If science fiction is a genre that asks “what if?”, then the authors of these five books have really outdone themselves. These are novels that go beyond the ordinary to ideas so outlandish that lesser authors might have rejected them as too insane. But these books aren’t comedies. These aren’t the kind of oddball concepts that just devolve into nonsense. Instead, these books take their audacious premises seriously, and bit by bit, explore the consequences to the characters and to humanity at large.
Darwinia, Robert Charles Wilson
Europe disappears. It’s there one day in 1912, and gone the next. The land itself doesn’t vanish, but ships trying to arrive in port discover an untamed and unnatural wilderness where the continent once stood. Out of fuel, the ships are stranded there with no easy way back. And the millions of people who used to live there? Gone.
The Flicker Men, Ted Kosmatka
There’s a common misconception about quantum physics that reality doesn’t actually exist until it is observed. It’s the stuff of quack pseudoscience, but Kosmatka uses it as his premise: If this were really true, then what would we find when we studied the phenomenon? Would all humans be able to collapse the wave? What about animals? Children? The unborn? It’s a simple premise that kicks off a whirlwind of implications and follows them to far-reaching conclusions.
The Three-Body Problem, Cixin Liu (translated by Ken Liu)
Since this book just won the Hugo Award, nobody needs me to tell them about it! It has lots of ideas, but the one audacious one that caught my attention: A character begins to see a countdown in every photograph he takes (but not in the photos his wife takes with the same camera). A countdown to what? That’s the question.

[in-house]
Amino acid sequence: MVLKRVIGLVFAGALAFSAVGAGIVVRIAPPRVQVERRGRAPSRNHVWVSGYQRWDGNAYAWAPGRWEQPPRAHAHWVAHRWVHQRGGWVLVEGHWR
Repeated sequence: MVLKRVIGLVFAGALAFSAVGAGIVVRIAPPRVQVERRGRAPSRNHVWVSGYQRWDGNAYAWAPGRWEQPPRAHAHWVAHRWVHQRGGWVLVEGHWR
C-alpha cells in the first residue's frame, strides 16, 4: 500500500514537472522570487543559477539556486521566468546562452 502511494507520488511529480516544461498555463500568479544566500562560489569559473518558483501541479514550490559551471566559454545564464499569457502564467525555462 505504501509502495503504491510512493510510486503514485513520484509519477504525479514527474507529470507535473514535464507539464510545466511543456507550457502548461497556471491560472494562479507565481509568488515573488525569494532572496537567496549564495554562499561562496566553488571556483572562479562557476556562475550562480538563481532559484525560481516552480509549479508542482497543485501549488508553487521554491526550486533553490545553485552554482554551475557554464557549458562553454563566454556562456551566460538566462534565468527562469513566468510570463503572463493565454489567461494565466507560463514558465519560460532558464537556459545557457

The Chronoliths, Robert Charles Wilson
I didn’t want to repeat an author in this list, but Wilson is practically the king of audacious premises. (His novel Spin could easily make the list as well.) In this book, a huge monolith suddenly appears in Asia commemorating the victory of an unknown leader in a battle to take place 30 years in the future. Was it sent back in time? Will it really happen? Is it a hoax? Then a second monolith appears, mapping further conquests. And a third…
The Time Traveler’s Wife, Audrey Niffenegger
A man has a unique ailment: He travels in time. Uncontrollably. Frequently. Without warning, he jumps to some place and time important to him, frequently meeting his wife before he actually met her. It creates an incredible skein of mismatched cause-and-effect as he and his wife experience the major events in their relationship in a different order from each other. And incredibly, it all ties together perfectly.
Novels like these are some of the most exciting things science fiction can offer: ideas that no other genre can match. Ideas that are not only creative, but that dig deeper, delving into how the world around us works, and what makes us human.
David Walton is the Philip K. Dick Award-winning author of the 2015 quantum physics thrillers Superposition and Supersymmetry, a pair of books with audacious ideas of their own. You can read more about his work at his website.